The Promise is a gentle time-travel story with a couple that pulls each other across time between 1888 and 2002. I really like a well-done time-travel story, and the time-travel elements in this story worked nicely. Unfortunately, the rest of the plot never caught fire in a way that would elevate the book as a whole above an average read.
At age 16, Cara Reynolds is having a perfect Birthday – until the car accident that kills both her parents and flings her out into the cold night. She would have frozen if Michael McPherson had not found her and brought her to shelter in an abandoned mine tunnel. But the next morning, each finds the other gone. Nine years later, after Cara had long been convinced that the entire experience had been a hallucination, it happens again, only this time it’s Michael who is seriously injured, and this time both realize what has happened – that Michael has been shifted forward into Cara’s time.
What this book does well is the best part of time travel stories: the slow reluctant realization of the time shift, the amazement at the differences between times, the agony in recognizing that for both lovers to be in their own “proper” times would mean permanent separation. I love the way that items, people, and situations in the two different times eventually all fit into the same story. Moreover, the setting is an integral part of the story in both times – it doesn’t feel like it could be generic Western Anywhere, but was very specifically the mountainous mining territories of Colorado. Strong descriptions of the surroundings worked to bring the setting to life, and the history felt accurate. 1888 truly seems like another century, not a weak copy of modern day with everyone wearing funny clothes.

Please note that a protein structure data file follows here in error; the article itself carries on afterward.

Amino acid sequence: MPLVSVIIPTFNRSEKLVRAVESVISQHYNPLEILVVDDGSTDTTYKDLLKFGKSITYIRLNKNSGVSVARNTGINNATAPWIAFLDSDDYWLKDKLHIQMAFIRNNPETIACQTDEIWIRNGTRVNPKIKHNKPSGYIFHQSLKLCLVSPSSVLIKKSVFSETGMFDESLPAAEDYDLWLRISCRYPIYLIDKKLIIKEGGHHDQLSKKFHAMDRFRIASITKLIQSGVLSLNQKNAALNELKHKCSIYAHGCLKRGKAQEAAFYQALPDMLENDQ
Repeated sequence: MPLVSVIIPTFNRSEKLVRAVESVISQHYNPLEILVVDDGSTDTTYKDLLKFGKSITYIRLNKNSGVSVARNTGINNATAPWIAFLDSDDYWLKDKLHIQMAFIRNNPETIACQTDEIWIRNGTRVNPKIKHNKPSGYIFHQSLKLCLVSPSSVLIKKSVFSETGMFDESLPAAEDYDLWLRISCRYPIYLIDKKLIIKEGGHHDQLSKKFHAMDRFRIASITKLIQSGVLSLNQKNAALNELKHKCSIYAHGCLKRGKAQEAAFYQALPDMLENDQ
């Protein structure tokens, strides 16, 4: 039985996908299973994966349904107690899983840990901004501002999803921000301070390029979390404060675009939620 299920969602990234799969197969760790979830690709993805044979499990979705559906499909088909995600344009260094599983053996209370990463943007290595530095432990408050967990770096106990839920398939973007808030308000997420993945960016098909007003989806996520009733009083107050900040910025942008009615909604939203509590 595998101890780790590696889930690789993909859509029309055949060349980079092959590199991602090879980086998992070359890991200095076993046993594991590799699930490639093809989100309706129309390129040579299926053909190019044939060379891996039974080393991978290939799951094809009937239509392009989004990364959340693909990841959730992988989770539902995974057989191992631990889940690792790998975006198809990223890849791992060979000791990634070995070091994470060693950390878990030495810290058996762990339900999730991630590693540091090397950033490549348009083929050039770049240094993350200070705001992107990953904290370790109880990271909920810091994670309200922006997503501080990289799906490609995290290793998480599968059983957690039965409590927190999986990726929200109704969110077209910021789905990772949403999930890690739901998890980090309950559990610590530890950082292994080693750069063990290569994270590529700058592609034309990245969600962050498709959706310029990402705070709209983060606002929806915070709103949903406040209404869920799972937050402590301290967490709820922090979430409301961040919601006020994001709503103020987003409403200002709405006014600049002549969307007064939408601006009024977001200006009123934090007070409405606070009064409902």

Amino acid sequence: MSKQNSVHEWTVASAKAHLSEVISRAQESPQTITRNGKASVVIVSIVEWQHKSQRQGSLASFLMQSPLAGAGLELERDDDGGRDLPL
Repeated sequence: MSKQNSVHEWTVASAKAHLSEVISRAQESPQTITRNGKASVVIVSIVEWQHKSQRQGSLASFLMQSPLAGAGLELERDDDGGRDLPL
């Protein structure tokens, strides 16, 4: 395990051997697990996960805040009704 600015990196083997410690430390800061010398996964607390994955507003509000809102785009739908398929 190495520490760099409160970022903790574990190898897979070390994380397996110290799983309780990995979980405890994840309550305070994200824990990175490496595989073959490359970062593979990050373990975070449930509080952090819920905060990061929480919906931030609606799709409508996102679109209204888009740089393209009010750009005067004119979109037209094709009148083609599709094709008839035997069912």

It was also nice to read about a couple who knew from the start that there was something important between them. No denial, no silly misunderstandings, just the realistic (given the fantastic situation) reluctance to move forward in what seems to be a doomed relationship. Unfortunately, both Cara and Michael were so nice, so decent that they seemed a bit flat. More interesting was the secondary relationship between Michael’s younger brother Patrick, who has to finally grow up and take responsibility in his life, and the pragmatic prostitute Loralee; these two have more to overcome to make things work out and I would have liked to see more of that.
Unfortunately, the mystery/suspense aspects of the plot take far too much time. In the modern day, the bad guy is so oily and obvious that Snidely Whiplash would be embarrassed for him. The 19th century villains are not much better. They all seemed to have attended the School of Really Tired Villain Dialogue, as they spout lines like, “So, the lady likes it rough,” and “Well, well, what do we have here?” and “I’m afraid, my dear, we’ve run out of time.”
While this book shows, well, promise for author Dee Davis, The Promise would be a much stronger book with more time spent in fleshing out the intriguing characters, and less time spent on cliché-ridden suspense plots.